Saturday, September 21, 2013

Excerpt from My Novel 'Indians in Pakistan'

 ‘And how did the Americans become the enemies?’ Irfan queried. ‘Weren’t they the ones who gave us money and arms, and dug tunnels for the mujahideens and even the Al Qaeda?’

‘I just love it when you lads ask questions,’ said the trainer cheerfully. ‘Of course, they were our friends at one point of time. They helped us in Afghanistan. They gave Pakistan plenty of aircrafts, weapons and money to fight India. In fact, Nixon, the American President, sent a warship to the Bay of Bengal to attack India in 1971. Unfortunately, the war got over before it could launch an attack. But America did everything for its own selfish reasons. It was the height of the Cold War, and America viewed India and Afghanistan through the prism of paranoia. They feared that these two countries which were close to the former Soviet Union would pose a major threat to their imperialistic plans. They have always been imperialists and infidels. It’s only now that we have begun to realize this sad truth. The mighty Osama was wise enough and realised this quickly, and so he kept on attacking the Americans especially when they meddled in our affairs.’

‘But the Pakistan government and army still maintain good relations with the US,’ Irfan pointed out.

‘We receive aid from them,’ said Razzak, with a look of disgust on his face. ‘So, we have to fool them into thinking that we are on their side. We take their money and pretend as if we’re doing a lot when we’re actually doing nothing for them. Whatever action the army has taken against other jihadis is in the interest of Pakistan itself and not for the US. It’s all an act, you know. Of course, there are some traitors in the army and government who are close to the Americans. That’s why we killed Benazir Bhutto. We killed her because she was an American spy. We even killed Daniel Pearle, another American spy who posed as a journalist.’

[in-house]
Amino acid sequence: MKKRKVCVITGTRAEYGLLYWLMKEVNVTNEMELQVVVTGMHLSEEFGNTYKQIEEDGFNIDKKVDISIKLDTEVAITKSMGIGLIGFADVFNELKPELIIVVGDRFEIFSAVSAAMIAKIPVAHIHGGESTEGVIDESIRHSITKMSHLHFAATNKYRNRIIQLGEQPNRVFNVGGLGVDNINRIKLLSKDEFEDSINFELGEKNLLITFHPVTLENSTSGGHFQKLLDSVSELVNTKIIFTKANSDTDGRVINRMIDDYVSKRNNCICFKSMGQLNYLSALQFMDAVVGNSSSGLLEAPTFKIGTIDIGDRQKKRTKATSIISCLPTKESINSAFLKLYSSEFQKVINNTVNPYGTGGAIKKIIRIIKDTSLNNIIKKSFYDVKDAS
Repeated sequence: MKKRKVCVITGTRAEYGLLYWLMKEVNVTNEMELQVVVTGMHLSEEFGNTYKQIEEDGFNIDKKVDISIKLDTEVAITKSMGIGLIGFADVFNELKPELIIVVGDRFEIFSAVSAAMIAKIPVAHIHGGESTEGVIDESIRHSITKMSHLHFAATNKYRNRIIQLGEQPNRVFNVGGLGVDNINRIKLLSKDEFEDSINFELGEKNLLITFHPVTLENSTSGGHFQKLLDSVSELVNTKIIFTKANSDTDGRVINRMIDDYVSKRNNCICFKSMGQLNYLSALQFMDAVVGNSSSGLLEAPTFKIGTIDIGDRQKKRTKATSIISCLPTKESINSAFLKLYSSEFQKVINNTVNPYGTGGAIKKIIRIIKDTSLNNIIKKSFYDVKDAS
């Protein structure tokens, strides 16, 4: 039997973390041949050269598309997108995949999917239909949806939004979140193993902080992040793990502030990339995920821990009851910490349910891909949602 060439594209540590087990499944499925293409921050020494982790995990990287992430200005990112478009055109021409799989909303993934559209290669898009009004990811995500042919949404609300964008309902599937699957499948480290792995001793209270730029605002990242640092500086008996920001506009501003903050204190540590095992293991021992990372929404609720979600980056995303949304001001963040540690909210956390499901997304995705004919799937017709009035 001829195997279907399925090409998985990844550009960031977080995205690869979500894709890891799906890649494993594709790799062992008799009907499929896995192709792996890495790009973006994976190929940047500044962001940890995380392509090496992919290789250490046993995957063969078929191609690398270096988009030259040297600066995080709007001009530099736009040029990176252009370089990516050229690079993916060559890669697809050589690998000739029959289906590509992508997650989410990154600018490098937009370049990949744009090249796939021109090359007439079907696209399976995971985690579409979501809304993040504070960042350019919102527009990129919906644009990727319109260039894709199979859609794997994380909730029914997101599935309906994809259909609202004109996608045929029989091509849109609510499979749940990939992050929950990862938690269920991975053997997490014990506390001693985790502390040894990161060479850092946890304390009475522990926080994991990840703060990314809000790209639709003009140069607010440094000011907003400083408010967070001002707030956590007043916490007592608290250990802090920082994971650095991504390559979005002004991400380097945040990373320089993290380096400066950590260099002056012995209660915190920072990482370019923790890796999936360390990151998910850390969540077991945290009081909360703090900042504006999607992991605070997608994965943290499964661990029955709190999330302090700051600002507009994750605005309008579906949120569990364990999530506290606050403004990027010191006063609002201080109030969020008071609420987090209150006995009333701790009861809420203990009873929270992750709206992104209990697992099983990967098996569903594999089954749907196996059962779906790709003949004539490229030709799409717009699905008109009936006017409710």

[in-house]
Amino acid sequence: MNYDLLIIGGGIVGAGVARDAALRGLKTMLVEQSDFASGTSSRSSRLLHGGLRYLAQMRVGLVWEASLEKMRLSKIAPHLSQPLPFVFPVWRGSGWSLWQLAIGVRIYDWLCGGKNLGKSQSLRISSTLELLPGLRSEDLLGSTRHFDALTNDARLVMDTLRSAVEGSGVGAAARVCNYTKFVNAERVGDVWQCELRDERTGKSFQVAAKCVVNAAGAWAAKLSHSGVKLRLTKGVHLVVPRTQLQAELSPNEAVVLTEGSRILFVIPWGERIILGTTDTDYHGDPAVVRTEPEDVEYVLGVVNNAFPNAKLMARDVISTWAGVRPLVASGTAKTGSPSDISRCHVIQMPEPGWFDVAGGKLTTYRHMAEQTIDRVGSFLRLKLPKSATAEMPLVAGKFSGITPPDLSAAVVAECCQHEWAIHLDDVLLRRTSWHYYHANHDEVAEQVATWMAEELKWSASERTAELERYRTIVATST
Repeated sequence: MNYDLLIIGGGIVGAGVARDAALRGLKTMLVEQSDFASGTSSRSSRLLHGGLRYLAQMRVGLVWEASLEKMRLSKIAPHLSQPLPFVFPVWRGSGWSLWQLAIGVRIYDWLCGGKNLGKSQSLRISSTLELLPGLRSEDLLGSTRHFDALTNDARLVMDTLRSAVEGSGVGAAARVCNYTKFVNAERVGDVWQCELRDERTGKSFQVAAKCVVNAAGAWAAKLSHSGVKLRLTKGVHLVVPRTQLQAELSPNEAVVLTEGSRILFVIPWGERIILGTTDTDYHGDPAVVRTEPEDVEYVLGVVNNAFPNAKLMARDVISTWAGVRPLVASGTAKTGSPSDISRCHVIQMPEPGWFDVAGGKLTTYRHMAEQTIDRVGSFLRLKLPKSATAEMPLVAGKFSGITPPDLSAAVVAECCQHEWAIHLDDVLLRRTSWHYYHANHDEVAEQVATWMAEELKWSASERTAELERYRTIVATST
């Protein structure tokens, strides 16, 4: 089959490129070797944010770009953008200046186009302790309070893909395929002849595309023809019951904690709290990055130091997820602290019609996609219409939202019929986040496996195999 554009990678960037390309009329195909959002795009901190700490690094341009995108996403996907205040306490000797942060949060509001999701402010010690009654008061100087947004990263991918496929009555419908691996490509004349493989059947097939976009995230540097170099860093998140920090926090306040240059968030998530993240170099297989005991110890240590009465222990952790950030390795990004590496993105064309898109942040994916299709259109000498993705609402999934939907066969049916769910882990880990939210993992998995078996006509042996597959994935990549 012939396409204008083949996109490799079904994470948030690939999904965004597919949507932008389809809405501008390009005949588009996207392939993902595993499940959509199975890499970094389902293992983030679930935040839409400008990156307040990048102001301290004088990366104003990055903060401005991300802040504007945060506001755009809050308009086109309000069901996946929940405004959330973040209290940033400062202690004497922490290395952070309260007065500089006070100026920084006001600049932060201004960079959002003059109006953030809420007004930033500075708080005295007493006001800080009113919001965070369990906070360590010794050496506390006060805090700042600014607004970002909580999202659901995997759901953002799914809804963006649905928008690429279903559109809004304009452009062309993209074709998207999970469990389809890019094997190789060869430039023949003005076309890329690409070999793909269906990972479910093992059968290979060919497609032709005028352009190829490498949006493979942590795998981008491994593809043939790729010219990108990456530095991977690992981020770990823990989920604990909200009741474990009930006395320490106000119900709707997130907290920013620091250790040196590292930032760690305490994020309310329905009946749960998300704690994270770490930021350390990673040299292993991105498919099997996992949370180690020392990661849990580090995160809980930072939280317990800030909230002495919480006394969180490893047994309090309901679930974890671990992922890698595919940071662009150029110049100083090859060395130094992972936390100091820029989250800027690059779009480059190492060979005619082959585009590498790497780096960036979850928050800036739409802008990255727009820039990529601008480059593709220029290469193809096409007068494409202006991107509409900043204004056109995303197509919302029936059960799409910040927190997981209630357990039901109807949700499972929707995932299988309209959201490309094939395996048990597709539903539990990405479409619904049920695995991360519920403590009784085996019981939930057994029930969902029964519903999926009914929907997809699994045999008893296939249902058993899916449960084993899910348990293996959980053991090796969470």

‘And now the Americans have a nuclear deal with India,’ I remarked pointedly. ‘They are trying to destroy Pakistan with India’s help.’

Razzak appeared happy to note that his lecture had started to influence us, and we were beginning to realize the gravity of the threat posed by our main enemies. Mere words are enough to start wars or stop them. Mere words are enough to get someone to kill himself or somebody else. Mere words are known to have triggered revolts and destroyed great empires. Truly, the power of words has been grossly underestimated through the ages.

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1 comment :

Vivek Pereira said...

Please don't forget to visit the FB page of my novel at